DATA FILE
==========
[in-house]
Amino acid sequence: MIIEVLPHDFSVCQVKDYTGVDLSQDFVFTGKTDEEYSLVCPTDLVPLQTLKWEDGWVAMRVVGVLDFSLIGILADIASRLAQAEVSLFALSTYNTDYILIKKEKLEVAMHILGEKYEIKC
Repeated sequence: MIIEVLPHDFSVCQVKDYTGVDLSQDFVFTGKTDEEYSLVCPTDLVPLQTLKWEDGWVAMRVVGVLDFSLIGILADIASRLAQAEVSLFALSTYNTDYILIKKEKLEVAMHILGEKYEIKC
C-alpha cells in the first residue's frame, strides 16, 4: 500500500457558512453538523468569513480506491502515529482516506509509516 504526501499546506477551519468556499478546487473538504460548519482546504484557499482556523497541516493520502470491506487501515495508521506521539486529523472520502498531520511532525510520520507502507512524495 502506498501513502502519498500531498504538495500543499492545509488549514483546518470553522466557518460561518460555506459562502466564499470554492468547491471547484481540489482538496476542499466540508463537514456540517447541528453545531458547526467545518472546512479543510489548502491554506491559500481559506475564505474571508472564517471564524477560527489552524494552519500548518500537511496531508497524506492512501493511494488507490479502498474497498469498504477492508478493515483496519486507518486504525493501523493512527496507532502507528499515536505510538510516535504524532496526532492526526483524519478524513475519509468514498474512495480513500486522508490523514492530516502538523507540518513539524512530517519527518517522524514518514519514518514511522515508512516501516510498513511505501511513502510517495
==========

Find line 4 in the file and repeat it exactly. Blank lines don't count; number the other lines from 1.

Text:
C-alpha cells in the first residue's frame, strides 16, 4: 500500500457558512453538523468569513480506491502515529482516506509509516 504526501499546506477551519468556499478546487473538504460548519482546504484557499482556523497541516493520502470491506487501515495508521506521539486529523472520502498531520511532525510520520507502507512524495 502506498501513502502519498500531498504538495500543499492545509488549514483546518470553522466557518460561518460555506459562502466564499470554492468547491471547484481540489482538496476542499466540508463537514456540517447541528453545531458547526467545518472546512479543510489548502491554506491559500481559506475564505474571508472564517471564524477560527489552524494552519500548518500537511496531508497524506492512501493511494488507490479502498474497498469498504477492508478493515483496519486507518486504525493501523493512527496507532502507528499515536505510538510516535504524532496526532492526526483524519478524513475519509468514498474512495480513500486522508490523514492530516502538523507540518513539524512530517519527518517522524514518514519514518514511522515508512516501516510498513511505501511513502510517495